Torah Observant Gentiles

So, there I was.  Minding my own business.  Not doing any harm.  Just checking my email.  And this note appeared —

Dear Sir, 
 
I have just read your article in response to an e-mail you received from someone who, like me, is Torah observant. Having read your responses it seems to me that you don't truly understand what Torah observance is. For example you cite keeping all 613 laws, picking up sticks on Shabbat and driving a car, etc. 
 
As a Torah observant person I can say that I don't keep all 613 commandments any more than any other human being ever has or was expected to. Most were for the priests, some were just for men and some just for women. Some were only in effect as long as the Temple stood and, indeed, it would be a violation to keep those now that there is no Temple. 
 
With regards to Shabbat and your implying that to keep it "properly" would entail not driving a car, picking up sticks, and so on. Might I remind you of HaShem's guidelines to keeping Shabbat? What you're implying are man-made or Rabbinical laws, which is what Paul disputed.

A Torah observant person who we would later find out is a Gentile.    A person who was willing to bend the Sabbath rules to make them more do-able.  Someone who claimed that Paul was only disputing man-made or Rabbinical laws. My curiosity was piqued.

So, being the inquisitive sort of person I am, I wrote back.

Thanks for writing.  Since you stated that I don't "truly understand what Torah observance is," would you mind enlightening me?  Don't just tell me where you think I am wrong, tell me what about Torah observance is right. 
 
I'd appreciate it. 
 
In Him, 
 
Jim Mc.

It took about a day for the response to hit.

Dear Sir,
 
 Thank you for making time to respond to my email and your subsequent attempt to engage me.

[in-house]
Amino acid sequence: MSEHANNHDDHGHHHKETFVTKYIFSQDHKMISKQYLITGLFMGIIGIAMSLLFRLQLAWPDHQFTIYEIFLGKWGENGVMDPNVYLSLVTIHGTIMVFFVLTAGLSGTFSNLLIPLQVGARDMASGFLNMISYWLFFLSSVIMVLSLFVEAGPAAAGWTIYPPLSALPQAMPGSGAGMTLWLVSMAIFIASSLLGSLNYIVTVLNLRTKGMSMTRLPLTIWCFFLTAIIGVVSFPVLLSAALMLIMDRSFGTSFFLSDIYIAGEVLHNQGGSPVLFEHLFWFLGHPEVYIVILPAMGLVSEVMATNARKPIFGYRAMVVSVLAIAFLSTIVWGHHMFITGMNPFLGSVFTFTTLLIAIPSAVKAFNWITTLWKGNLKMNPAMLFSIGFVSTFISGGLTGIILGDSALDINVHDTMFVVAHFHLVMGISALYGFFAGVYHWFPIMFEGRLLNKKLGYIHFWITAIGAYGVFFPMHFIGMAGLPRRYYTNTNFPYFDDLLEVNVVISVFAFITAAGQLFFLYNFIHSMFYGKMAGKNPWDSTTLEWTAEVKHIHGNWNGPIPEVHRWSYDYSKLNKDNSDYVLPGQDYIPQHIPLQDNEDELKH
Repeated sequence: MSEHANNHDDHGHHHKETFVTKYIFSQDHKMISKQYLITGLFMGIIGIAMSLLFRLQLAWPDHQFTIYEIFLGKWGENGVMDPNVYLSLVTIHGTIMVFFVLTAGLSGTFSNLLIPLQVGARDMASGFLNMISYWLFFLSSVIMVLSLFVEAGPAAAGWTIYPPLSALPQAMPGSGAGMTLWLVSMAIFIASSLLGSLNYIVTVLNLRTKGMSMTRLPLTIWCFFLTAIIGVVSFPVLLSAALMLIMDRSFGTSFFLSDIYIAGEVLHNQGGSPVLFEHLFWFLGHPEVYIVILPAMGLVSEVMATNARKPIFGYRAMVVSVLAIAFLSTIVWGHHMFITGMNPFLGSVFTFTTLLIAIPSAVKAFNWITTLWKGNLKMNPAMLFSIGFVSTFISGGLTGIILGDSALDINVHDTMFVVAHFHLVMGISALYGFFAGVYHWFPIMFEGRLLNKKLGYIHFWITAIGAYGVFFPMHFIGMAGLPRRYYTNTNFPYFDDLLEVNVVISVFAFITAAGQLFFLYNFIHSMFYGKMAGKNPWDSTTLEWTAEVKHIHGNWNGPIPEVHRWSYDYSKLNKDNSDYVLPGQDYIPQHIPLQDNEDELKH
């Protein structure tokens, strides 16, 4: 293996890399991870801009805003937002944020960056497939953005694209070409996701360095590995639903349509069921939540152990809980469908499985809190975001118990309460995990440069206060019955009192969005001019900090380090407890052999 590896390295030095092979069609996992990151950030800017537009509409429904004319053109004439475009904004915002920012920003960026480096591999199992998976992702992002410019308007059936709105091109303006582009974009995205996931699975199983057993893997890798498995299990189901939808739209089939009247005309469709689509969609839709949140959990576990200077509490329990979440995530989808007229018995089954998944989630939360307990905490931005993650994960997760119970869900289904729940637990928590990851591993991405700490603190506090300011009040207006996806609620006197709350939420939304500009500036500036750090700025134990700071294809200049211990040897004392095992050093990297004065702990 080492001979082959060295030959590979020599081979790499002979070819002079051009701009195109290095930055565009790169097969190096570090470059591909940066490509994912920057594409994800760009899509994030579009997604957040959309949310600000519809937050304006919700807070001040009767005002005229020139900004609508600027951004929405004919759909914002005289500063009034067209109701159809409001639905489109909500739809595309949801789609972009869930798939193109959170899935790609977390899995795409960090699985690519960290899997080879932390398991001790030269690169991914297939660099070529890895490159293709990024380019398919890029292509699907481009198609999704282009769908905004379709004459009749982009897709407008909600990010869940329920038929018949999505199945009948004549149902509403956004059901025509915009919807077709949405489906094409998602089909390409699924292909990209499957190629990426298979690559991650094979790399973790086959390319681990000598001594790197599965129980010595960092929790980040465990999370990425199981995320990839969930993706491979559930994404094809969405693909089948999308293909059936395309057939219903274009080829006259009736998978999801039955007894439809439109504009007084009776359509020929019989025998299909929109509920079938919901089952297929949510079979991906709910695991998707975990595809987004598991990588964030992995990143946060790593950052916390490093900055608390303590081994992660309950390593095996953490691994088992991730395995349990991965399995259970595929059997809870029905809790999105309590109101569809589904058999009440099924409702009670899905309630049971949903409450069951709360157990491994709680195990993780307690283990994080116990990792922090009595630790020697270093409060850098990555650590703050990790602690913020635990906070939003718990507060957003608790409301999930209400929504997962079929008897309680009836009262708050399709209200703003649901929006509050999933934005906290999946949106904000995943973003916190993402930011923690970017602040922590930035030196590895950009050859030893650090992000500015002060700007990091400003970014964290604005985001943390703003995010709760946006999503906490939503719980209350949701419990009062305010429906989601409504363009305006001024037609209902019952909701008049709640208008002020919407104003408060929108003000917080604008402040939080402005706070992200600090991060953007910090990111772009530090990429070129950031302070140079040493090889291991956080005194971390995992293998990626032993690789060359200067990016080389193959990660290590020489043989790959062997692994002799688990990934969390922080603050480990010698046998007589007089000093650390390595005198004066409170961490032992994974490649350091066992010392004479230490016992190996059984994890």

You asked me to explain what Torah observant means, but I think we both know that this is a "trick" question. To be honest, I got the distinct impression that this question often precedes the majority of your interactions with those who are, or claim to be, Torah observant. Much like anti-missionaries or Christians that go out "witnessing" to people on the street. I get the feeling that you are "setting me up" by asking this. You probably have further pre-thought of questions to ask that are "activated" by certain phrases or statements made by those with whom you engage, all in a bid to bring them to a point where they either find themselves out of their depth or inclined to acquiesce to your beliefs. If I am at fault then I sincerely apologize.
 
 With that said, perhaps because I am a curious soul and somewhat given to healthy debate, I will attempt to answer your question in my own way. (We'll see of what I say triggers any of those scripted responses I sort of expect...she says with a wink.)
 
 Torah Observance means different things to different people, or so I have discovered, hence there doesn't seem to be a right or wrong answer from what I can tell. This is why I said at the outset that it is a bit of a "trick" question. After-all, what Torah observance means to many non-Jewish believers in Yeshua is not what it means to Jewish people who do not believe Yeshua is the Messiah. Therefore, with that in mind, I shall answer your question by telling you what it means to me, or rather, how I interpret it.
 
 I know that there are 613 commandments. The majority were for the priests. Some were only for men and others were only for women. Some are only applicable if the Temple is in existence and operational. Therefore, those 613 commandments are drastically reduced. Those that could be called the "forever" commands are the ones I take into account. Examples would be the seventh day Sabbath and the Feasts.
 
 Naturally, as a believer in Yeshua, I know that my salvation does not rest in Torah or Torah observance. Instead, I view Torah as God's blueprint that shows me how to live a moral, set apart (holy) life. It makes me more aware of my sins, of what Yeshua did for me, and of God's love. As one website puts it: Torah is God's Divine Instructions in Righteousness. He said it would never be abolished until everything that must happen has happened and that hasn't happened yet! Yeshua said He didn't come to abolish it. We are told that those who love God keep His commandments. There are hundreds of examples from both the Tanach and the NT that prove that His commandments still stand.